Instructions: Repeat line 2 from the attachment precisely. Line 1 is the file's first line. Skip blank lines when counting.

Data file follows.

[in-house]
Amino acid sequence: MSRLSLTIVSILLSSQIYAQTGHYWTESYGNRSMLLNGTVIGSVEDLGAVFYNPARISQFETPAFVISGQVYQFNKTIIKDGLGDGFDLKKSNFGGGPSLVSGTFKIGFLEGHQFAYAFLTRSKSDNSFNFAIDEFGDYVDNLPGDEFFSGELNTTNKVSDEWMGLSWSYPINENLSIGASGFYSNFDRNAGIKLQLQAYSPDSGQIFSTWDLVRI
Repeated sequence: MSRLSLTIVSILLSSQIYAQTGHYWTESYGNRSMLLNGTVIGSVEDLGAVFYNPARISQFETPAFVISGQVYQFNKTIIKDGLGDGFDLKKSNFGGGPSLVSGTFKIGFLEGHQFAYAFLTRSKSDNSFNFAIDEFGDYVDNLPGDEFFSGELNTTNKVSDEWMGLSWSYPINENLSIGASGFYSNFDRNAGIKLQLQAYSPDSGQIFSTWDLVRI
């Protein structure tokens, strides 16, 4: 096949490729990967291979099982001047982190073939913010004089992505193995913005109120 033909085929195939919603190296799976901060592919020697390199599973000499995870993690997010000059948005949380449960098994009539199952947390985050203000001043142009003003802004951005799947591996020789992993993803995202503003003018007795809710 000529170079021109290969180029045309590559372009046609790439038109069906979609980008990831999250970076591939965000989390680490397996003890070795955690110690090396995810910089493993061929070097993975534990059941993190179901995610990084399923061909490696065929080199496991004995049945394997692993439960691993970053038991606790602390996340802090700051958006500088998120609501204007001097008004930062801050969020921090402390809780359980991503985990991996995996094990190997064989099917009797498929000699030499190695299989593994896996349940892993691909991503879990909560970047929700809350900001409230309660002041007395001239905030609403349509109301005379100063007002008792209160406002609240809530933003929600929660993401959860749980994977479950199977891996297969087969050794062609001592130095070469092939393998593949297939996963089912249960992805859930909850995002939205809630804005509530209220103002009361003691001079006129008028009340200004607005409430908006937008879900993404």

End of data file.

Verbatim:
Amino acid sequence: MSRLSLTIVSILLSSQIYAQTGHYWTESYGNRSMLLNGTVIGSVEDLGAVFYNPARISQFETPAFVISGQVYQFNKTIIKDGLGDGFDLKKSNFGGGPSLVSGTFKIGFLEGHQFAYAFLTRSKSDNSFNFAIDEFGDYVDNLPGDEFFSGELNTTNKVSDEWMGLSWSYPINENLSIGASGFYSNFDRNAGIKLQLQAYSPDSGQIFSTWDLVRI